A British investment broker inherits his uncle's chateau and vineyard in Provence, where he spent much of his childhood. He discovers a new laid-back lifestyle as he tries to renovate the estate to be sold.
Big budget account of Christopher Columbus' discovery of the Americas. Released in 1992 to celebrate the 500th anniversary of the discovery. Shows the disastrous effects the Europeans had on the original inhabitants, and Columbus' struggle to civilize the New World. Written by
The replicas of Columbus' ships used in the film were built in Spain between 1990 and 1992. In 1992 they sailed the route of Columbus' first voyage to commemorate to 500th anniversary of the discovery of America. Today they are exhibited in Palos de la Frontera, Spain, and they are visited by approximately 200.000 people each year. See more »
When Pinzon is dying, the priest gives him the absolution in Spanish. The official language for the church in those years was Latin. See more »
Young Fernando Columbus:
Of all the words my father wrote - and there were many - I remember these the most: "Nothing that results from human progress is achieved with unanimous consent. And those who are enlightened before the others are condemned to persue that light in spite of others."
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"Life has more imagination than we carry in our dreams ."
1492: Conquest of Paradise is directed by Ridley Scott and written by Roselyne Bosch. It stars Gerard Depardieu, Armand Assante, Fernando Rey, Sigourney Weaver, Michael Wincott and Tcheky Karyo. Music is scored by Vangelis and cinematography by Adrian Biddle.
"500 years ago, Spain was a nation gripped by fear and superstition, ruled by the crown and a ruthless inquisition that persecuted men for daring to dream. One man challenged this power. Driven by his sense of destiny he crossed the sea of darkness in search of honour, gold and the greater glory of God."
It barely made a dent at the box office, but neither did the other big Columbus release in 1992, Christopher Columbus: The Discovery. Meaning what? Both films are bad? Or that many went to see one that was bad and thought better than going to sit through another Columbus epic? Or maybe the topic, the anniversary of Columbus' voyage to the New World, just hadn't got the appeal that studios hoped for? All possible, but in the case of Ridley Scott's 1492: Conquest of Paradise, the lukewarm response is probably born out of it being a different kind of movie than that which was expected.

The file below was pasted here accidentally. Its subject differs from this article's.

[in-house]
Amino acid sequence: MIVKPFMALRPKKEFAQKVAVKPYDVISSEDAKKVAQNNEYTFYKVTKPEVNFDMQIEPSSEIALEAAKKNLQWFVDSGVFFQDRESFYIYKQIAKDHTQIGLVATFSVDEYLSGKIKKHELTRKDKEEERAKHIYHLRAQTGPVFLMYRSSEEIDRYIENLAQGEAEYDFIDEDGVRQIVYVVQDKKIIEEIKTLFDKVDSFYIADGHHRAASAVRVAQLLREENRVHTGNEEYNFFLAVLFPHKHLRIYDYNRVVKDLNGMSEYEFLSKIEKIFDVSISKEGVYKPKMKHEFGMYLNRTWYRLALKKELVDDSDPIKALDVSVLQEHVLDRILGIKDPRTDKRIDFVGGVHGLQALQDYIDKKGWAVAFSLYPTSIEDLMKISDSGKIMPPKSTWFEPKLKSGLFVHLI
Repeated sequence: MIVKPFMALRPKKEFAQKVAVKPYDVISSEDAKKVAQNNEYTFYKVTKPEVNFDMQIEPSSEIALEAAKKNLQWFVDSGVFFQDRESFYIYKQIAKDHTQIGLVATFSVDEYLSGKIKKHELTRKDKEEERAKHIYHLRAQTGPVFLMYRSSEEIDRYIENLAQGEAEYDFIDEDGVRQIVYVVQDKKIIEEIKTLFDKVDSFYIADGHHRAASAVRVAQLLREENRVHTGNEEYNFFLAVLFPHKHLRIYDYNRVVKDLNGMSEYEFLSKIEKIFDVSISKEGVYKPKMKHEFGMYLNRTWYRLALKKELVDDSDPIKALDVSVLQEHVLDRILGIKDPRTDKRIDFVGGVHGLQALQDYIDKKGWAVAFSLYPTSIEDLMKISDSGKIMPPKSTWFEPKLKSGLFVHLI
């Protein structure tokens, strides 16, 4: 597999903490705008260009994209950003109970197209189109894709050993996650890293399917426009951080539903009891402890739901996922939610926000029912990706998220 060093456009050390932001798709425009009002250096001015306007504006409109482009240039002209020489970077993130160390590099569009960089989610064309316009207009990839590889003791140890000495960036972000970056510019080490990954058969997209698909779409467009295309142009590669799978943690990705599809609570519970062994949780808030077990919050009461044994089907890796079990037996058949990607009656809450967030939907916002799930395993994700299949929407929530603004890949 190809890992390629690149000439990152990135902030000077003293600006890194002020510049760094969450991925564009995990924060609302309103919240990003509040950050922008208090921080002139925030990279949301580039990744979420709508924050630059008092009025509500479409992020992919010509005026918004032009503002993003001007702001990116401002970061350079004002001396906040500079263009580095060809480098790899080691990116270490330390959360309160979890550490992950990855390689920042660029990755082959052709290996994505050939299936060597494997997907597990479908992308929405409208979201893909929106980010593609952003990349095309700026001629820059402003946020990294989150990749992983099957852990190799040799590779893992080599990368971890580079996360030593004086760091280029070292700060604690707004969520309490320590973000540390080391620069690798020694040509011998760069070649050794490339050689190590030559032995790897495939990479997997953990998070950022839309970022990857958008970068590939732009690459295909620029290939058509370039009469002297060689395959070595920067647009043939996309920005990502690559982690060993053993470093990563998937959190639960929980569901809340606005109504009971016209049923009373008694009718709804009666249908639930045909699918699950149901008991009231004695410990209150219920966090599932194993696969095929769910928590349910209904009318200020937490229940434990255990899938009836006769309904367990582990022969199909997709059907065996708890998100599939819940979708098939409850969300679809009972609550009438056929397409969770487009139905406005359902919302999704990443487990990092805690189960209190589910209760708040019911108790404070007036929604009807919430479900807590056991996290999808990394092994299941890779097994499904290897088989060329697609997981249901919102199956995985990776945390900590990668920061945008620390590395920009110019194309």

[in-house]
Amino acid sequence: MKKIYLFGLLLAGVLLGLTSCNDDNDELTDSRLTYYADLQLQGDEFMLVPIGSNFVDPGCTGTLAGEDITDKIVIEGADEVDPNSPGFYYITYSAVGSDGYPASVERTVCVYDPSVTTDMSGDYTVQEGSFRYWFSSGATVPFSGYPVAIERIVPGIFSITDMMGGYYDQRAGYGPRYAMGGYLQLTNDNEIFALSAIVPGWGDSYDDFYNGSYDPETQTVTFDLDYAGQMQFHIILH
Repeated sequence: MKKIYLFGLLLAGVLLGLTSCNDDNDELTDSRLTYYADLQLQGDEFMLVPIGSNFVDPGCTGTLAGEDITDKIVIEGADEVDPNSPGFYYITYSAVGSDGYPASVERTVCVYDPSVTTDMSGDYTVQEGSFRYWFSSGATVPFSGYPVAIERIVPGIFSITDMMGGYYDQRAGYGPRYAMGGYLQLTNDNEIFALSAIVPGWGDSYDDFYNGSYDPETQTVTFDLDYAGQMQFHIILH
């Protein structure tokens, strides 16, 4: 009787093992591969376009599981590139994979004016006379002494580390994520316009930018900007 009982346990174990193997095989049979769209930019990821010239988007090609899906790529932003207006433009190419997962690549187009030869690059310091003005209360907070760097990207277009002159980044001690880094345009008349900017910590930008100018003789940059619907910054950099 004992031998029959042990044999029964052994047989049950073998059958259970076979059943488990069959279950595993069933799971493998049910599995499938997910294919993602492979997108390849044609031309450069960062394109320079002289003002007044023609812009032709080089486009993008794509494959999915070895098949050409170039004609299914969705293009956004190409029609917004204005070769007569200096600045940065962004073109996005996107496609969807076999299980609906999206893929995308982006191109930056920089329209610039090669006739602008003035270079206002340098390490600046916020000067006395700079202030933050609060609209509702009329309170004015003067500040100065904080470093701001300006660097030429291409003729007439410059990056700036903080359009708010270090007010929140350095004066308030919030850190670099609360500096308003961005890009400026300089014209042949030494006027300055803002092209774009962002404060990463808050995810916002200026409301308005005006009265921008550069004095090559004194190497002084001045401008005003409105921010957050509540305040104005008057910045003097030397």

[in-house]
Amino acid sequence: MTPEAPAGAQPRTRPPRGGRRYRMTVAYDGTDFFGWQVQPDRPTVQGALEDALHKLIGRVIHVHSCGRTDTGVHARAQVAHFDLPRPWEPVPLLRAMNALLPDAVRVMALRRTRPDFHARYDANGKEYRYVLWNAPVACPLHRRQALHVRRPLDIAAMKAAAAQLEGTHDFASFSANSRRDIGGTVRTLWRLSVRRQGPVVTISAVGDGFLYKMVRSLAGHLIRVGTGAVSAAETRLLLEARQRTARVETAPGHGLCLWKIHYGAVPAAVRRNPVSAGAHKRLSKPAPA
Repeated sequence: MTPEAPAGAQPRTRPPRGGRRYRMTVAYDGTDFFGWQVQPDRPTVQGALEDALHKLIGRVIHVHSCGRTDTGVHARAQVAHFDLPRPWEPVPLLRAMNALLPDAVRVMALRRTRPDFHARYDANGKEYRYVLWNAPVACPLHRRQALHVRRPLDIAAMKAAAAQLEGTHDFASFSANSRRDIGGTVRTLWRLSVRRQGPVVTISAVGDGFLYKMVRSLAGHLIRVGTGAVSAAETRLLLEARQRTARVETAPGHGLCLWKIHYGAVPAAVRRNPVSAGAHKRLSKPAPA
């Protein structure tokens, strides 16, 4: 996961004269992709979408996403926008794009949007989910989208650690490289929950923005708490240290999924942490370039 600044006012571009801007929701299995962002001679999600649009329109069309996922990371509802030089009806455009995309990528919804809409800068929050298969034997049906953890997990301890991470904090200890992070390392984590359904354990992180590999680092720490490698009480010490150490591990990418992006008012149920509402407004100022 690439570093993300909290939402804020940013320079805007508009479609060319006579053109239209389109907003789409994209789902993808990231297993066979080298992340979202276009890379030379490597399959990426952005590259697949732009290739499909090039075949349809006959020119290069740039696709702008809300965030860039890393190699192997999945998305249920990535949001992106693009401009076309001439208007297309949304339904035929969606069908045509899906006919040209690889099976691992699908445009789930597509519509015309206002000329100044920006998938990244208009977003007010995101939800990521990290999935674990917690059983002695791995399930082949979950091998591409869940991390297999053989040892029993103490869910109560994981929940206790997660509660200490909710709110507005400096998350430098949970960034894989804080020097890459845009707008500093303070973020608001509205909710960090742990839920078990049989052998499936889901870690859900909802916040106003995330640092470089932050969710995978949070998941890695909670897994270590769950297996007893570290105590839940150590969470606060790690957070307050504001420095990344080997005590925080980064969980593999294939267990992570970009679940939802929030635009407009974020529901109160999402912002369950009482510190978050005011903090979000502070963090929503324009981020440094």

This is no rousing epic that's full of derring do and swagger, it's over talky for the non historical movie loving crowd, and crucially it goes against the grain of what Columbus, we are now led to believe, was like. It seems that Scott and Bosch were more happy to paint the famed explorer as a noble man of the people, a man of science, keeping his motives vague and his actions as dignified. With hindsight, it surely would have been more interesting to have had a Columbus picture portraying him as the self driven bastard he's been accused of being! I wonder how many more people would have paid to see that?
Film is not helped by Depardieu's performance as Columbus. Acting on direction of course, the restrained portrayal leaves the film without an heroic, passion fuelled edge, something that is badly needed in a film about such a momentous historical occasion. His fluctuating accent is also a nuisance. There's no doubting the professional performance the Frenchman gives, it's just in the wrong place at the wrong time. The other cast members jostle for screen time with mixed results, but Assante, Karyo and Wincott are good value for money. But they, like Depardieu, pale in the shadow of Scott's aesthetics.
This is where the film is a real winner. From the medieval make over for a moody Spain; to the capturing of ships setting sail from Port of Palos under an orange sky; to the wide angled shooting of Costa Rica, Scott and Biddle delight the eyes. When Bosch's screenplay allows, Scott is able to construct some truly indelible sequences, with garrotings, flaming pyres and a village assault serving notice that all is not lost here. But these, along with an extended sequence of men in unison trying to erect a giant bell, only make us notice just how much of a wasted opportunity this was. While Vangelis' stirring score also has one hankering after a narrative with more momentum.
Big flaws and frustrating, but not a complete disaster for those armed with the knowledge that this is no rousing and devilish experience. 6/10
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